When the archives closed due to COVID-19, Keon Burns had to change his original idea for his thesis and focus on something closer to home. So he chose a paper he wrote for Catarina Passidomo’s SST 555: Foodways course about his great-grandparents’ grocery store in Bolton, Mississippi.
That paper morphed into “Black Grocers, Black Activism, and the Spaces in Between: Black Grocery Stores during the Mississippi Freedom Struggle Movement,” the thesis Burns successfully defended April 26. In the original paper, he only discussed the food-related research that he came across, but the store represented much more than a food source to the community.
“For the project, I wasn’t unable to find any significant information on the store through a traditional source such as land deeds or store ledgers,” Burns said. “Therefore, I decided that this project would be perfect for me to apply oral history methods to collect information, but again, I ran across a problem. The store operated from around 1940-1979, so many of the people who experienced the store had passed away or didn’t feel comfortable discussing the store on the record.”
Eventually, he found a couple of narrators who felt more than comfortable on the record, and one felt compelled that he should know everything about the store.
“As I expanded this paper, I highlighted the larger role that Black-owned grocery stores played in the Mississippi Civil Rights Movement,” Burns said. “I focus on three other Mississippi grocers: Gus Courtship, George Lee, and Booker Wright, who exemplify how vital grocery stores were to the movement, and I also focus on how food was weaponized and politicized to halt or progress the movement. As I continued to work on this paper I noticed that Black grocery stores were clearly a site of contestment for the movement, and I think this is the novel part of my work.”
“One memory that highlights the amount of patience and wisdom that Dr. Garrett-Scott has exhibited throughout my thesis grind was when she instructed me to rewrite just the first paragraph of my introduction from my original seminar paper and used Dr. Foster’s ‘I Don’t Like the Blues’ as a template to place myself into the work,” Burns said. “After a couple of days, we met and discussed my experiences and she instructed me to do the same thing again, revise my revision. This continued for several weeks, and to this day that paragraph is the best writing that I have produced.”
Burns, who is originally from Clinton, Mississippi and earned his undergraduate degree from the University of Mississippi in 2018, said being in graduate school during the pandemic has been a blessing in disguise because it forced him to slow down and be accountable for his actions.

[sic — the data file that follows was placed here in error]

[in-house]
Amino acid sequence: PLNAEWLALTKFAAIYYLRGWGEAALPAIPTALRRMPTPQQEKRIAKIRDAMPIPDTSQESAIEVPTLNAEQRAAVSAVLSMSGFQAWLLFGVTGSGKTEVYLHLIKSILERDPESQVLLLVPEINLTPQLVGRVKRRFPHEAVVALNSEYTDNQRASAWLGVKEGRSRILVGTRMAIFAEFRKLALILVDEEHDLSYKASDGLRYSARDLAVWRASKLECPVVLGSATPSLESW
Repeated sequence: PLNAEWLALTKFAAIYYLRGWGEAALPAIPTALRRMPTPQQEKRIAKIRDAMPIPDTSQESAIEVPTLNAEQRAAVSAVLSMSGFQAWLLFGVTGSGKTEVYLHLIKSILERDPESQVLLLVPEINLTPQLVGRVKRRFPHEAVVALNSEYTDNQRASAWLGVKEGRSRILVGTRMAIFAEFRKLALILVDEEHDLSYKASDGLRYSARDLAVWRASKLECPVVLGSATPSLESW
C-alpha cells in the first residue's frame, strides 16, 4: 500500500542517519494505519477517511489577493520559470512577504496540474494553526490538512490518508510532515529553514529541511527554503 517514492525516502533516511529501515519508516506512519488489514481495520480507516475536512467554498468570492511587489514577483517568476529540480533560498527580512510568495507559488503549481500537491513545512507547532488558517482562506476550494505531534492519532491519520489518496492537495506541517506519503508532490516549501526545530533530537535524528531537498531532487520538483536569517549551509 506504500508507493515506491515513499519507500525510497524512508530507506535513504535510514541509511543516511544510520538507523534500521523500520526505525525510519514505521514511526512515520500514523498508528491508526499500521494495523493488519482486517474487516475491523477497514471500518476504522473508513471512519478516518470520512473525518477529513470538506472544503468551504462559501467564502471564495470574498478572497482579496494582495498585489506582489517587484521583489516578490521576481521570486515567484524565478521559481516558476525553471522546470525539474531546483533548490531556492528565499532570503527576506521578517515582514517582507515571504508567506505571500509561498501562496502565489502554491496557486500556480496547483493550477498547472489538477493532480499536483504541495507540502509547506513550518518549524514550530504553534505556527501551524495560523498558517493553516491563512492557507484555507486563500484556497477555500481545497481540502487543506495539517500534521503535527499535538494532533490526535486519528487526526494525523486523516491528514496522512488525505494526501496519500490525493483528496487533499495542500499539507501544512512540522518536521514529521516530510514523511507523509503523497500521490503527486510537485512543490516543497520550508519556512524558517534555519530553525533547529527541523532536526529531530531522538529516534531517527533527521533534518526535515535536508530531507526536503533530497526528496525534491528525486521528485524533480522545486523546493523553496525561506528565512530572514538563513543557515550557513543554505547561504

“It’s really hard to find external forces to blame for my actions or inactions when I was hours away from the university and confined to my apartment’s four walls,” Burns said. “However, being a student also came with some unique challenges, for example, everyone is aware that being financially squeezed is a side effect of being a college student, but amid a pandemic, this squeeze often became crushing. I’ll say that’s one important lesson that I will carry with me moving forward: always keep a financial nest egg.”
Burns has enjoyed his time at the Center for the Study of Southern Culture, but wished the pandemic hadn’t cut the in-person aspect short.
“After my first semester, I had just started to develop a rapport with the faculty to just stop by the Center if I wanted to talk or get some direction on a project,” he said. “I believe this is one of the unspoken strengths of the Center. Everyone from the top down is so invested in your work and growth.”
One of the highlights of his time in Oxford was volunteering for the 2019 Southern Foodways Alliance fall symposium and meeting author Kiese Laymon.
“Being able to meet one of my literary heroes and develop a relationship with him gave me a new perspective on the possibilities and reach of scholarly work, and mentorship through Dr. Garrett-Scott and Dr. Foster reinforced this point,” Burns said.
He will be further expanding on those possibilities after graduation, when he begins his journey at Pennsylvania State University as a joint Ph.D. candidate in history and African American studies. He has been awarded several fellowships and scholarships including the Bunton-Waller scholarship and a fellowship at the Center for Black Digital Research.
Writen by Rebecca Lauck Cleary